, which in Algonquin means something on the order of 'lull in the river.' The first detailed reference to Nurumbeg, or as it is more commonly spelled Norumbega, appeared in the 1542 journals of the French navigator Jean Fonteneau dit Alfonse de Saintonge, or Jean Allefonsce for short. Allefonsce was a well-respected navigator who, in conjunction with the French nobleman Jean-François de la Roque de Roberval's attempt to colonize the region, skirted the coast of south of Newfoundland in 1542. He discovered and apparently sailed some distance up the Penobscot River, encountering a fur rich American Indian city named Norumbega - somewhere near modern-day Bangor, Maine.
The river is more than 40 leagues wide at its entrance and retains its width some thirty or forty leagues. It is full of Islands, which stretch some ten or twelve leagues into the sea. ... Fifteen leagues within this river there is a town called Norombega, with clever inhabitants, who trade in furs of all sorts; the town folk are dressed in furs, wearing sable. ... The people use many words which sound like Latin. They worship the sun. They are tall and handsome in form. The land of Norombega lies high and is well situated.
Though Roberval's colony lasted only two years, Andre Thevet, writing in 1550, records encountering a French trading fort at the site of Norumbega.
A few years later in 1562, an English slave ship wrecked in the Gulf of Mexico. David Ingram, one of the survivors, claimed to have trekked overland from the Gulf Coast to Nova Scotia where he was rescued by a passing French ship. Possibly inspired by Mexican legends of El Dorado, Cibola, and other lost cities, Ingram returned to Europe to regale his drinking companions with boasts of a fabulous city rich in pearls and built upon pillars of crystal, silver, and gold. The idea caught on in the European popular imagination and expeditions were sent to search for the city - including that of Samuel de Champlain.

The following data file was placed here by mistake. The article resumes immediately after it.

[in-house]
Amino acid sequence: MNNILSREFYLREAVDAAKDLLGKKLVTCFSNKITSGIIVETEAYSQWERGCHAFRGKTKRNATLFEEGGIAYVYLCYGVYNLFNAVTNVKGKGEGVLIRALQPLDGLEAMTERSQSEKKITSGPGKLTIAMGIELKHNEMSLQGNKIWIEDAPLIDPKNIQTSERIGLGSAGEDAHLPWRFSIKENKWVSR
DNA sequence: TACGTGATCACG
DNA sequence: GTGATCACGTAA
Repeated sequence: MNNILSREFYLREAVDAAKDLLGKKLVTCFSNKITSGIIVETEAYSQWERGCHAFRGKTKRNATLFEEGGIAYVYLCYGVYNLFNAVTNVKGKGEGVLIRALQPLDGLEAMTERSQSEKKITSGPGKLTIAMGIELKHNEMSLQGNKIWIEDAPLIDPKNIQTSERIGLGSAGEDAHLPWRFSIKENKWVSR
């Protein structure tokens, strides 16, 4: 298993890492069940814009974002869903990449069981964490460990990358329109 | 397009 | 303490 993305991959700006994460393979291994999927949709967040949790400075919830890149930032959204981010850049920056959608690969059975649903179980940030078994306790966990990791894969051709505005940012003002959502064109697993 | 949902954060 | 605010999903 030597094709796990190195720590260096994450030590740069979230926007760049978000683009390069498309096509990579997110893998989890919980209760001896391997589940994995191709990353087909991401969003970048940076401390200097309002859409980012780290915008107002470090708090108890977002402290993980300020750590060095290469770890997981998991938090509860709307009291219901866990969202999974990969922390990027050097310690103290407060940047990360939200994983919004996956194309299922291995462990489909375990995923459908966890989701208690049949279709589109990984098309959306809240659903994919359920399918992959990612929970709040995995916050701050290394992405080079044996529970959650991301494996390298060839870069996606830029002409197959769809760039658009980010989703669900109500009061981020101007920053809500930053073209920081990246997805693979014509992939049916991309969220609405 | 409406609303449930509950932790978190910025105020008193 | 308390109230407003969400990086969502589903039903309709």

The legend of Norumbega thus seems to have transitioned from Allefonsce's most likely factual description of a lively American Indian fur trading center, to Thevet's French trading fort, to Ingram's fabulous paradise dripping in wealth. Allefonsce's description of the American Indians he encountered in Norumbega corresponds well those of Hudson, who also met a tall well-proportioned people. Sadly only a few years later many of these tribes began to die off at extraordinary rates (over 90% of the population perished) due to horrifying outbreaks of small pox and other diseases carried by the unwitting European explorers. It seems reasonable that Allefonsce may have stumbled upon a periodic or semi-permanent indigenous fur trading center on the Penobscot. It also seems reasonable that French colonists may have set up their fur trading post at the same site, for it was fur, not gold that was the real wealth of New England and Norumbega. Alas, it was Ingram's fictitious account, which though wholly the product of drunken sailor's imagination, produced the most enduring image of Norumbega.
Centuries later, in the 19th century, some armchair theorists, most notably Eben Norton Horsford, postulated based upon Allefonsce's descriptions and their own questionable research that Norumbega was a term derived from Norvegr (Norwegian), and that it was in fact a Viking city that Allefonsce discovered. We find this highly unlikely; however, Horsford's work inextricably linked Norumbega with speculations relating to Viking settlements in North America.
This map exists in two states. The first state appeared in 1556 and can be identified by its round bulbous trees. The second state was produced in 1565 after the first woodblock was destroyed by fire. This plate is easily identifiable by the addition of willow trees. The second state was issued twice, in 1556 and 1606 (this example). At some point the plate suffered from worm damage and this is evident from small worm-shaped blank areas on most examples of the map. This map was drawn by Giovanni Battista Ramusio and engraved by Matteo Pagano for the third volume of Giacomo Gastaldi's Navigationi et Viaggi
Very good. Two minor wormholes, repaired on verso, near centerfold. Smudge above 'Parte Incognita.'